Several months after her encounter, Dayna quit dancing and never returned to the industry. But, unfortunately, more trials were ahead. Dayna was diagnosed with severe cervical disease.
“During that time that I was going through the sickness,” Dayna said. “I was in and out of the hospital, going back and forth to the emergency rooms, and surgeries. As I started thinking more about the possibility of death, I really started to evaluate my life and the things I was going through. Also, my hair started to fall out. I started to look at myself differently.”
In desperation, Dayna found a childhood Bible she had hardly ever read.
“I came across a scripture that says our beauty shouldn’t come from the outward adornment such as braided hair, fancy jewelry and clothes,” Dayna said. “But it should come from the inner and quiet spirit that God doesn’t despise. So during that time, I realized that it wasn’t about how my hair looked. It wasn’t about the jewelry I wore. But it was about the inner spirit of what God was saying.”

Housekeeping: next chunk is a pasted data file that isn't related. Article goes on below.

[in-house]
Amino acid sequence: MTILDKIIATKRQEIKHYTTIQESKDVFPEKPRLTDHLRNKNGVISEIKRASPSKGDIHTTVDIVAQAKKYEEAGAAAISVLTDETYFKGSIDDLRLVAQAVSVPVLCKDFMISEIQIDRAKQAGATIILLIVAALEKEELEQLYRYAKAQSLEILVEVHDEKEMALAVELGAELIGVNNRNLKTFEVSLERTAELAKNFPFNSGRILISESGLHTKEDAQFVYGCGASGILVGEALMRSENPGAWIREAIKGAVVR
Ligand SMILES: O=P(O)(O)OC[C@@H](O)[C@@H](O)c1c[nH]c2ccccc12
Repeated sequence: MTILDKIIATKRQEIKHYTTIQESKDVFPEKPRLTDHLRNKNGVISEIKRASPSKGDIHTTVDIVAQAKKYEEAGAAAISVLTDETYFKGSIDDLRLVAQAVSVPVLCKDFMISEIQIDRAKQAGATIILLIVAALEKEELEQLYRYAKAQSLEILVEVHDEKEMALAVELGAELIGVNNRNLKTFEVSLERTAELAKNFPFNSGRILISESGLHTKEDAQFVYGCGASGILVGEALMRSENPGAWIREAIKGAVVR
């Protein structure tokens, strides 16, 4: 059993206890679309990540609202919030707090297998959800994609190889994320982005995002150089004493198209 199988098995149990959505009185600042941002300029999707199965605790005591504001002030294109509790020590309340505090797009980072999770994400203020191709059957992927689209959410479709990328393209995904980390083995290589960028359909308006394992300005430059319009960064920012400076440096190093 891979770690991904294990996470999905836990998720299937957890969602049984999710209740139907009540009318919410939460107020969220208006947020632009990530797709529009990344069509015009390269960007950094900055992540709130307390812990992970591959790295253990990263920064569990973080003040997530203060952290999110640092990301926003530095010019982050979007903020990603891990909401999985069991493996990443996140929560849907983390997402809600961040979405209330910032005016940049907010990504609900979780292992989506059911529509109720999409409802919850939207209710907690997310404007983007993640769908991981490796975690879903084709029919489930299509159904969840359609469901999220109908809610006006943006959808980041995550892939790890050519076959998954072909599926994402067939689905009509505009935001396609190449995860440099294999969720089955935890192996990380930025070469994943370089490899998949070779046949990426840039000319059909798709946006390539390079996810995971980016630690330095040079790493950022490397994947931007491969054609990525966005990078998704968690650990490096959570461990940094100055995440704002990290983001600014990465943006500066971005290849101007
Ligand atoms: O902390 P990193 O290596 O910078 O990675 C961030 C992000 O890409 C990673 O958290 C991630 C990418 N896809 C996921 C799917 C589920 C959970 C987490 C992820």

“I do remember sitting there with the Bible,” Dayna said. “and saying ‘I want Jesus to be real to me. I want to know this Jesus the Bible is talking about.’ I just remember from that time, it didn’t mean that the problems all went away, but I had a new sense of hope. I had a sense of ‘I’m not living just to please people. I’m not living to make money. I’m not living to get a degree. I’m living with something more meaningful.’ I knew that there was a new story starting to be written by God in my life.”
After she graduated in the spring of 2005, Dayna went on to work at one of CBN’s Prayer Centers and was completely healed of her illness. She’s also a freelance writer and has earned her master’s degree. Today, she shares her story at every opportunity.
“Jesus is my everything,” Dayna said. “He is my Friend. He is my Counselor. He is my Savior. He is my Guide. The fact that Jesus died for me is so very personal for me, that He would do that for someone like me; somebody who was a prostitute, somebody who was a stripper. I would say to any person that is in a predicament like I was, is that Jesus died for your sins as well. He can do the same thing for them, no matter what their sin, no matter what their mistakes have been. God still loves them and He can clean their slates. He can give them a brand new beginning.”